Startup Targeting Food Allergies Raises More Funds


ClostraBio, which has yet to generate revenue, is developing an oral drug that delivers drugs to the lower intestine, where it can help repair the gut barrier and prevent symptoms associated with food allergies or other illnesses. intestinal diseases such as ulcerative colitis. Brett Newswanger, the startup’s chief operating officer, says the drug is a daily drinkable powder.

The startup, developed by University of Chicago’s Cathryn Nagler and Jeffrey Hubbell, has focused on treating peanut allergies, but Newswanger said he expects the therapy to treat a range of allergies. food.

“The advantage of our technology is that because it treats the gut barrier itself, it doesn’t matter what food allergen is involved,” says Newswanger. “Whether it’s peanut protein, shellfish protein, or milk protein, in theory, we could help all of these patients.”

ClostraBio’s potential to treat a range of allergens and intestinal issues is what made it an attractive investment for Portal Innovations, said President Patrick Flavin.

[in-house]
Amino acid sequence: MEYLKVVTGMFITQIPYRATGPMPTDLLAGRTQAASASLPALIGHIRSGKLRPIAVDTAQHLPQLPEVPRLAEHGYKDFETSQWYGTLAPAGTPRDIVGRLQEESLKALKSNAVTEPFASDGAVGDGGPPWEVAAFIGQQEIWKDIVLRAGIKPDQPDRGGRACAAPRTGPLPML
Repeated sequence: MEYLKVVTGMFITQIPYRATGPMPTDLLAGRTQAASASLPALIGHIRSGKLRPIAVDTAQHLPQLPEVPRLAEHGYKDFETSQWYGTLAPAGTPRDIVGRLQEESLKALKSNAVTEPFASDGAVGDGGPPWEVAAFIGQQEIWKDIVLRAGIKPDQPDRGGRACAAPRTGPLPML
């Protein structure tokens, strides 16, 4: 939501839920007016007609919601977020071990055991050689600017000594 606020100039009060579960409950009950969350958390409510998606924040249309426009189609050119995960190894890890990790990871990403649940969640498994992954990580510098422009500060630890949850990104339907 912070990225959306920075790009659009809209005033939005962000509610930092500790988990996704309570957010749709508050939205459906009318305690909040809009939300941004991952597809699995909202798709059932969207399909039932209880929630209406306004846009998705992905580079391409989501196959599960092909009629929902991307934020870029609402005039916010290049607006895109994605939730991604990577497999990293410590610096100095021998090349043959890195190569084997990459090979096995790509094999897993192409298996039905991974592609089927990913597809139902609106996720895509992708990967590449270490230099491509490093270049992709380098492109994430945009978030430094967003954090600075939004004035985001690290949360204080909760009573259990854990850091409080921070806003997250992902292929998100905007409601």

The new funding will allow ClostraBio to complete its animal trials and possibly initiate human clinical trials, Newswanger said. The funding will also be used to hire scientists specializing in drug development. The startup currently has only six employees.

Prior to joining the company, Newswanger was a senior director at Xeris Pharmaceuticals, a pharmaceutical company that moved to Chicago from San Diego in 2020.

“As (Xeris) grew, it got a little too big for me and I really wanted to get back to the early stage, and build businesses and building products,” says Newswanger, who joined ClostraBio l ‘last year.

Portal Innovations, which grew out of Fulton Market, now has 20 life science startups working in its two lab buildings. Totaling nearly 50,000 square feet across the two sites, Portal Innovations offers its members financing, as well as wet and dry labs, in exchange for equity.


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